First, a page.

• Slight of Hand

Yes, the spelling’s deliberate, though ‘Sleight of Hand’ is equally appropriate to my rant of the day.  I usually quite enjoy my grumpy moments, but the realisation that the media circus that is the Damien Hirst industry has launched its latest stunt has really made me see red (and orange, yellow, green, blue, indigo, violet).

All eleven Gagosian galleries (in Athens, Geneva, Hong Kong, London, Los Angeles, New York, Paris and Rome) open today with ‘The Complete Spot Paintings 1986-2011’.  They say that over 300 paintings will be on show, though that can hardly be a complete list.  In fact, it’s barely 20% of the 1500 reportedly made by Hirst’s factory of assistants.  If we buy the line that artists have always had a team of assistants, we have to ask the question: ‘How much active, present input has the artist had?’  Rembrandt was surely in the studio with his assistants, constantly in touch and on their shoulder.  It would be interesting to know the nature and extent of Hirst’s actual presence in the creative process. If human contact was minimal, what does that say about the hands-off nature of the product? Slight?  Sleight?

Well, there are others better qualified than I am to comment on this matter, in the same way that there are those who understand better than I the behaviour of certain financiers.  I can but append three sayings that seem to me to point up the bankruptcy evident in today’s events.

• What is a cynic?  A man who knows the price of everything and the value of nothing. (Oscar Wilde)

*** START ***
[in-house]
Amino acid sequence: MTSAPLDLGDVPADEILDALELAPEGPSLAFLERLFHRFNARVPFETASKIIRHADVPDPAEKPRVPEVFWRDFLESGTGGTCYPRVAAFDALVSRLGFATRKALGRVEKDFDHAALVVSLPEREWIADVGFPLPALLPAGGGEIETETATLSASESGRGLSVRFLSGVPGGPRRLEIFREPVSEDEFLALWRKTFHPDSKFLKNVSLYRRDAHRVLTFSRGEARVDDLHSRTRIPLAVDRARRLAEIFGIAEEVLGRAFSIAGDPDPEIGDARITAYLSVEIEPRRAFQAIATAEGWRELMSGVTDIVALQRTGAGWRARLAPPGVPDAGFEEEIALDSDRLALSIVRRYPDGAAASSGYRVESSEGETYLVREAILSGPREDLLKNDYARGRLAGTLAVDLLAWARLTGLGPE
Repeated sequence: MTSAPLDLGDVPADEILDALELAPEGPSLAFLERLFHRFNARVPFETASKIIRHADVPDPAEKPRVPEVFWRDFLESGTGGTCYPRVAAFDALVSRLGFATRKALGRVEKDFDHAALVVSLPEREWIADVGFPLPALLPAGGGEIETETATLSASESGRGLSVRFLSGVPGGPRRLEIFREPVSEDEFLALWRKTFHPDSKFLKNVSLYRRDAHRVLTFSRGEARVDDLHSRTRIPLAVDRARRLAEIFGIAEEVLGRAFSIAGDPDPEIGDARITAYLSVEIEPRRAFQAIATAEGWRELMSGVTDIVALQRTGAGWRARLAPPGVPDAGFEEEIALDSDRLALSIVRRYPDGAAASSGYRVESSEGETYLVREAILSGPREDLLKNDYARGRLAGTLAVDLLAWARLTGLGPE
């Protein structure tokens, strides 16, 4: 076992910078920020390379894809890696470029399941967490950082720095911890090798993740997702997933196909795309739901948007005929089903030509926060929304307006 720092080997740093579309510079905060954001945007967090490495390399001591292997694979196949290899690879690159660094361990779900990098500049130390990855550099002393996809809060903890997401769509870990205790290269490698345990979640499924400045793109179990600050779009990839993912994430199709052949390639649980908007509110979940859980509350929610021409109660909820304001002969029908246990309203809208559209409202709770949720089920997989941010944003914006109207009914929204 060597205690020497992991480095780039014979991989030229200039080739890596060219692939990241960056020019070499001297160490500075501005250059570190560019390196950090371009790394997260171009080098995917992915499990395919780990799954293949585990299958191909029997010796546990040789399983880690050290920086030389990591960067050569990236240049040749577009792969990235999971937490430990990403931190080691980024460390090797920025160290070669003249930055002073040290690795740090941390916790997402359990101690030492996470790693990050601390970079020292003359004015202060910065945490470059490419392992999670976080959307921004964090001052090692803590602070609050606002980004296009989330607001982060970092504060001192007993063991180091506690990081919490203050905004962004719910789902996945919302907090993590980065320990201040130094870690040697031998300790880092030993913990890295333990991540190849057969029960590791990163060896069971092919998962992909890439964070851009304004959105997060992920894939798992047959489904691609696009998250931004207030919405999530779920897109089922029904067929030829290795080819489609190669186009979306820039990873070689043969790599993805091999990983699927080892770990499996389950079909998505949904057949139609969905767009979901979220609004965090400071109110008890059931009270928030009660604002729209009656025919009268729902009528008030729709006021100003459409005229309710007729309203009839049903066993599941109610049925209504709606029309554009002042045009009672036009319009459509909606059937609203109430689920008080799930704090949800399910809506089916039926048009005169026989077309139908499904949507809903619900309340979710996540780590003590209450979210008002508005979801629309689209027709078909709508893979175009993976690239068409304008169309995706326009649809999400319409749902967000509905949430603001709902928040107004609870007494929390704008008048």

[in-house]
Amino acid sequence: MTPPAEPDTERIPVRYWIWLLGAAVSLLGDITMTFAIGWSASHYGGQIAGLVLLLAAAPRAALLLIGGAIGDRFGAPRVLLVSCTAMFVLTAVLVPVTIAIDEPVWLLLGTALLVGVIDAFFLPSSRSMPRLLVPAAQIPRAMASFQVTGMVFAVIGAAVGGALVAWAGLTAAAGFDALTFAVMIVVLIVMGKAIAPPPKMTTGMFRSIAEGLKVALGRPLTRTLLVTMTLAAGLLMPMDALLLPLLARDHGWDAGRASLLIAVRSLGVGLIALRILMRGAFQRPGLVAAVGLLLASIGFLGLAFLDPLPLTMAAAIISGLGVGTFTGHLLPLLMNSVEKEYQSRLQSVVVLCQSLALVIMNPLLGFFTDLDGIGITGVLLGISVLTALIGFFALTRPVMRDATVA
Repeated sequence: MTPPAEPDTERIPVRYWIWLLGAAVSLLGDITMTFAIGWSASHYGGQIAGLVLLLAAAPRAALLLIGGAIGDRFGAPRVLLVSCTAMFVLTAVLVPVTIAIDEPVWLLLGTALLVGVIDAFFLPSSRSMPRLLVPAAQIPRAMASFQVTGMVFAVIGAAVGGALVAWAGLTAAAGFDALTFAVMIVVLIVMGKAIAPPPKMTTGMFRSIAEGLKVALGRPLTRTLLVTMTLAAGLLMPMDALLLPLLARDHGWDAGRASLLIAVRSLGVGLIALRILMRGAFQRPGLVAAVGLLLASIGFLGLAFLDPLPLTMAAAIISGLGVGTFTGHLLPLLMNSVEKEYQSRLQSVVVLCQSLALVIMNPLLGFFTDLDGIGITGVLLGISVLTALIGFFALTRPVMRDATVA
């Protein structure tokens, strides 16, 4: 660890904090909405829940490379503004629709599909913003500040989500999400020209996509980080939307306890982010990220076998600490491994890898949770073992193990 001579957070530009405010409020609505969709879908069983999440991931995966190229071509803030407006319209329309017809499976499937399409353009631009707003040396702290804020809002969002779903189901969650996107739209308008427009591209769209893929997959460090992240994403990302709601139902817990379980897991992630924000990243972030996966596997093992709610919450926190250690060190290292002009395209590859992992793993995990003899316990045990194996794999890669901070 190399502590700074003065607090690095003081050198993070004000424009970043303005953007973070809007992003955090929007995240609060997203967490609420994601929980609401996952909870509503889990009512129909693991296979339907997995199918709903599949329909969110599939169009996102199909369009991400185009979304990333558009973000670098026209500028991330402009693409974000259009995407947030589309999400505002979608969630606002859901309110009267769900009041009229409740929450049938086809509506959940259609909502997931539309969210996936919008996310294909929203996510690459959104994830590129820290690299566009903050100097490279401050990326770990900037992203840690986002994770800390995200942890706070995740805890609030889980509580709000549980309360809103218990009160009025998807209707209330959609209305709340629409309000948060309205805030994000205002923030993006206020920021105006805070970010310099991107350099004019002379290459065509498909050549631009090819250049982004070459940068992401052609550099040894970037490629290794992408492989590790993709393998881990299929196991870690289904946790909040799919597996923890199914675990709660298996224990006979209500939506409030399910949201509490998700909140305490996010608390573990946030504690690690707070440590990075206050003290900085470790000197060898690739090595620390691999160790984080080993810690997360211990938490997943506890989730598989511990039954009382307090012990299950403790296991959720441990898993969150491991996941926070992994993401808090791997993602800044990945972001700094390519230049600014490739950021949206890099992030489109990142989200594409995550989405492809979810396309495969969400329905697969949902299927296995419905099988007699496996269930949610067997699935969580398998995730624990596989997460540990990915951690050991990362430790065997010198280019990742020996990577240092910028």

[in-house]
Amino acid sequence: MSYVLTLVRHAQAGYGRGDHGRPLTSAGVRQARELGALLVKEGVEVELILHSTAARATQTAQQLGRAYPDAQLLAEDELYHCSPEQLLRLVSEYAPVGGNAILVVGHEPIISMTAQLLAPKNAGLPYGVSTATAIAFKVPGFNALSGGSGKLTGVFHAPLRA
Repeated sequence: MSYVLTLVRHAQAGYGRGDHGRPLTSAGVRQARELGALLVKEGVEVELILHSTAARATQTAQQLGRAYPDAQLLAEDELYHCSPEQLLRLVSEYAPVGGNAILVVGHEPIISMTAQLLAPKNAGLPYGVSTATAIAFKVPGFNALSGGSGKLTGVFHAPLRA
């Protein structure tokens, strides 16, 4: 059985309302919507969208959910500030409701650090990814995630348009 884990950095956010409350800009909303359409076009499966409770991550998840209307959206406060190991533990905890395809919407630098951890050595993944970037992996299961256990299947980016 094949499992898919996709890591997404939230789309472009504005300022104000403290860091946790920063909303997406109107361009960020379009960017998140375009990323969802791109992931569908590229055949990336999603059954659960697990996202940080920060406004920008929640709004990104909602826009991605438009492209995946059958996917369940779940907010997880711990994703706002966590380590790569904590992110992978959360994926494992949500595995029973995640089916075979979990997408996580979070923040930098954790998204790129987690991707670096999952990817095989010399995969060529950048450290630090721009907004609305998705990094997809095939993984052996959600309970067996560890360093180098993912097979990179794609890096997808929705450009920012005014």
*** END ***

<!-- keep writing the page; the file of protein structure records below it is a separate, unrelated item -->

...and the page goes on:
• Nothing kills creativity more than the lethal combination of cynicism, laziness and pretension. (unattrib.)

• Opportunists thrive only in spaces afforded by dupes. (Chinese saying)

2 Responses to • Slight of Hand

  1. Ed McKeon says:

    I know one of the artists who works in Hirst’s factory. I’m not sure the great man has a great deal of hands on input.

    Also, how about the £35K granted to Martin Creed for his Piece No.1197, ‘All the Bells…’ – not bad for a line of text.

    It’s a crazy world, all the more maddening for many artists’ and institutions’ willingness to play the game. In a way, I don’t blame them. I just try not to pay them any attention and hope that others do the same.

  2. Interesting – thank you! Dupes can be willing or otherwise, but whichever way you look at it they are still complicit and therefore co-responsible for the outcome. You might even argue that they are more to blame than the artist/banker for giving them the room to breath.


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